The prospect of companies hitting the public markets before they're fully prepared creates the possibility for failure, according to Rock Health.
Special purpose acquisition companies, or SPACs, have taken the digital health market by storm over the past year and a half. Already in 2021 there have been more completed or announced public exits by digital health companies than for the entirety of 2020. What's more, over 80% of them have been through SPAC mergers, according to a new Rock Health report.
For those not already on the SPAC train, these blank check companies go public on their own as a means to raise money to later acquire and take public a privately held company. Typically, they have up to two years to make an acquisition, and they must acquire a private company with a market value of at least 80% of the funds it raised in the IPO, according to Rock Health.
But why is this exit strategy so popular right now? Rock Health has three guesses.
First is that SPACs tend to prefer high growth sectors, and there aren't many areas with as much recent expansion as in digital health.
Throughout the pandemic, digital health has been heralded as an alternative to traditional in-person care. Investors appear to agree, since they poured nearly $14 billion into digital health startups during 2020.
Secondly, the report points to a digital health IPO drought between 2017 and 2018 as a possible reason for the surge in SPAC activity. It predicts that the pent-up pressure from those two years could be a factor in explaining why so many companies are going public now.
Finally, the report notes that ever-changing market trends could also be feeding into the SPAC frenzy.
“SPAC deal-making is quicker than IPO preparation, so exiting via SPAC can mitigate fear that demand for an initial public offering will not be around six months from now,” the report's authors said.
When looking at the companies who have chosen to go public through SPAC merger since 2019, they are on average five years younger than those who have gone public through an IPO. These SPAC targets have raised an average of $184 million of total funding – $43 million less than the IPO class, according to the report.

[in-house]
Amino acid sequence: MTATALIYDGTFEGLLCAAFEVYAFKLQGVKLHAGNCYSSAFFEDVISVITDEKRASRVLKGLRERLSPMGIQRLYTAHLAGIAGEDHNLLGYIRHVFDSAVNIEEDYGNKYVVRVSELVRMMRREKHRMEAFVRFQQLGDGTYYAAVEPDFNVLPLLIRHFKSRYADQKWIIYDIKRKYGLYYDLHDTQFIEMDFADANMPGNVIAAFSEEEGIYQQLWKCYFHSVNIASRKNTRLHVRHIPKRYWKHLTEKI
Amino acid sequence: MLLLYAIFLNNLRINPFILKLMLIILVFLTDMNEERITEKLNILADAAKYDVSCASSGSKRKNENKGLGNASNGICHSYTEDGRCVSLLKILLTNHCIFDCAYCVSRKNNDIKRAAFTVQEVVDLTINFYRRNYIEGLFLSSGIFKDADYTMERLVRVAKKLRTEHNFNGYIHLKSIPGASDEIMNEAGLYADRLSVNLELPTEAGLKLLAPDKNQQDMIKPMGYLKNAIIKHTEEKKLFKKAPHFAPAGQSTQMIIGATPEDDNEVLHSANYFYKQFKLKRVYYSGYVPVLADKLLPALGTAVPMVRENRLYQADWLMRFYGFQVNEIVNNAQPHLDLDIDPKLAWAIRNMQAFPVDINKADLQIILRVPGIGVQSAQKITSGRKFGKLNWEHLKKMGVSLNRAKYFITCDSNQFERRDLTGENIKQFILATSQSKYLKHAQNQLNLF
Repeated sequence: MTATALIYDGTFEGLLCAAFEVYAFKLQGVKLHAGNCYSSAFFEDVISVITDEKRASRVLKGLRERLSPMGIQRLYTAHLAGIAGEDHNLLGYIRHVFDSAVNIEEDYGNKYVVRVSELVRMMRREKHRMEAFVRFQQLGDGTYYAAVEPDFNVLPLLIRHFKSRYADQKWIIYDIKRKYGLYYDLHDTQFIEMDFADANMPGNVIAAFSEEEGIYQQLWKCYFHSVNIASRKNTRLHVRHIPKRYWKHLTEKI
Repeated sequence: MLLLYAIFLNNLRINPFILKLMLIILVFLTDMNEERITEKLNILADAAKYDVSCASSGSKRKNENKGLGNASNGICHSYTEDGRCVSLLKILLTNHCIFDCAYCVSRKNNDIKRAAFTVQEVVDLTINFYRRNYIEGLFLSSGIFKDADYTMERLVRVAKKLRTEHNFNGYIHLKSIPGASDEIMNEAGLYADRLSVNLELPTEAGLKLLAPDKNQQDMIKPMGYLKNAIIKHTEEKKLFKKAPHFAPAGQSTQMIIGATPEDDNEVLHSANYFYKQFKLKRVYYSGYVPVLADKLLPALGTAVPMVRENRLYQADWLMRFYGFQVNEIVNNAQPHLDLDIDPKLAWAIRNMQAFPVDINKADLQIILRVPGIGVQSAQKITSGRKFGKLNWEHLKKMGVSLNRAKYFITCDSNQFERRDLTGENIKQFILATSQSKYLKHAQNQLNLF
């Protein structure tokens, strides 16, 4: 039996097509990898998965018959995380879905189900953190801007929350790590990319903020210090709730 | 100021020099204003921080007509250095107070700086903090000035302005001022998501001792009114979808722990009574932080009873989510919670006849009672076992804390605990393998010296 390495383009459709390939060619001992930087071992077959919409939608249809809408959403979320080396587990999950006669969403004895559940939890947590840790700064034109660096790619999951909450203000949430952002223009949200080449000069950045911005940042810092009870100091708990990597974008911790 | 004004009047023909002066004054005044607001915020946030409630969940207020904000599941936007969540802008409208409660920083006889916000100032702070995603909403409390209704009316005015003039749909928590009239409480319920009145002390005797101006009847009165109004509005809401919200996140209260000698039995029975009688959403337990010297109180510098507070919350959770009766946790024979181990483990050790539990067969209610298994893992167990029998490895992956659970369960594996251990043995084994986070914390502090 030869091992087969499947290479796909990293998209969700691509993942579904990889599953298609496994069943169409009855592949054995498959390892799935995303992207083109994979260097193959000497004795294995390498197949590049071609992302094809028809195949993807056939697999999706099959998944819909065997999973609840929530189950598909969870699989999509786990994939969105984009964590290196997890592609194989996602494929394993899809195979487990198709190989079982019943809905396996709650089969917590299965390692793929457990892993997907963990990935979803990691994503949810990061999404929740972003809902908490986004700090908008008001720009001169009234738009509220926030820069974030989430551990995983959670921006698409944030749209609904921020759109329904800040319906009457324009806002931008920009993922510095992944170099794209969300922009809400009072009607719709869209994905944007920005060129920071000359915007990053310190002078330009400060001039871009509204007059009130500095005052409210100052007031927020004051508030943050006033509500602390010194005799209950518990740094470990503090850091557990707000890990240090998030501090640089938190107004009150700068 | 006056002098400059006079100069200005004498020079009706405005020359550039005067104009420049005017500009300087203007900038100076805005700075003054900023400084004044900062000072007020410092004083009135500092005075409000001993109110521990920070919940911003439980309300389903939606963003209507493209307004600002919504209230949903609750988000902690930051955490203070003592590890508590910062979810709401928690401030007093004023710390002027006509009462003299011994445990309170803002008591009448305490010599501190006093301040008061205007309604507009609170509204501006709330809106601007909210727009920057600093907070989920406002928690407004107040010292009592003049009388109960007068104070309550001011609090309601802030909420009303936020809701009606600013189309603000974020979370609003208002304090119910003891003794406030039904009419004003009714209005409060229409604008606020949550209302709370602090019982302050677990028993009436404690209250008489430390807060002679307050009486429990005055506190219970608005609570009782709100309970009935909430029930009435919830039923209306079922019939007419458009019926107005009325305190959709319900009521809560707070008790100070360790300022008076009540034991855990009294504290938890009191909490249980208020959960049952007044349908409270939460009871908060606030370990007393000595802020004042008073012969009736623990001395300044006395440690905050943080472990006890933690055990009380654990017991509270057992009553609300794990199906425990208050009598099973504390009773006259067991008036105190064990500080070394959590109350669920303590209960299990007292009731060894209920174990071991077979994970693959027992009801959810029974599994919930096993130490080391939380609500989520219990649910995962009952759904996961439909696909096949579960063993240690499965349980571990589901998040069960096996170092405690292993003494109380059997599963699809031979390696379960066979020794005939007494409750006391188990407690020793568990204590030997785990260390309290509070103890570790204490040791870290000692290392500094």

The data points to the idea that SPACs are targeting companies at slightly earlier stages of maturity than those who go public on their own, the report says.
WHAT'S THE IMPACT?
As the report indicates, the SPAC trend holds some exciting opportunities on both sides of the deal, but stakeholders should weigh the risks before jumping in head-first.
One potential risk is that, by Rock Health's estimates, there are currently 52 healthcare-focused SPACs targeting only 51 digital health startups with enough past funding to qualify for acquisition. This spells out a possible shortage in eligible startups.
“Of course, it's worth mentioning that this is an apple-orange comparison, since the SPACs are not certain to target digital health [or] venture-backed companies. Plus, SPACs outside of this pool of 52 may choose to target digital health companies – for example, outside of the 52 on our list, 17 additional SPACs listed healthcare among many areas of focus,” the authors said.
“The bottom line is that SPAC sponsors will have to dig deep, and it's possible they could dip into the supply of earlier-stage companies not necessarily ripe for a public entrance.”
As for digital health startups that get approached by a SPAC to go public, it's crucial that they were already planning an exit strategy beforehand.
“You shouldn't go public in a SPAC if you're not ready to IPO, and the right SPAC partner is critical especially for digital health. It's not gaming. It's not energy. It's not cars. It's healthcare,” Dawn Whaley, president of Sharecare, said in the report.
Overall, the SPAC phenomenon appears to be good for the digital health ecosystem, the report says. It brings more attention to the space, while giving everyday people a chance to get in on the action, and it helps fuel innovation.
Still, the prospect of companies hitting the public markets before they're fully prepared creates the possibility for failure.
“SPACs may provide a fast pass to the public markets, but the toll is still the same,” the authors said. “All stakeholders need to do their diligence on the fundamentals of the opportunities in front of them. This is not the time to place bets on shiny objects without looking under the hood.”
THE LARGER TREND
In the first quarter of 2021 alone, 10 digital health startups tacked their name onto the growing list of companies that either went public or announced plans to go public through a SPAC deal.
These companies include Hims and Hers, Owlet, Better Therapeutics, Talkspace and 23andMe.
Source: Mobi Health News – SPAC deals attract younger, less-funded digital health startups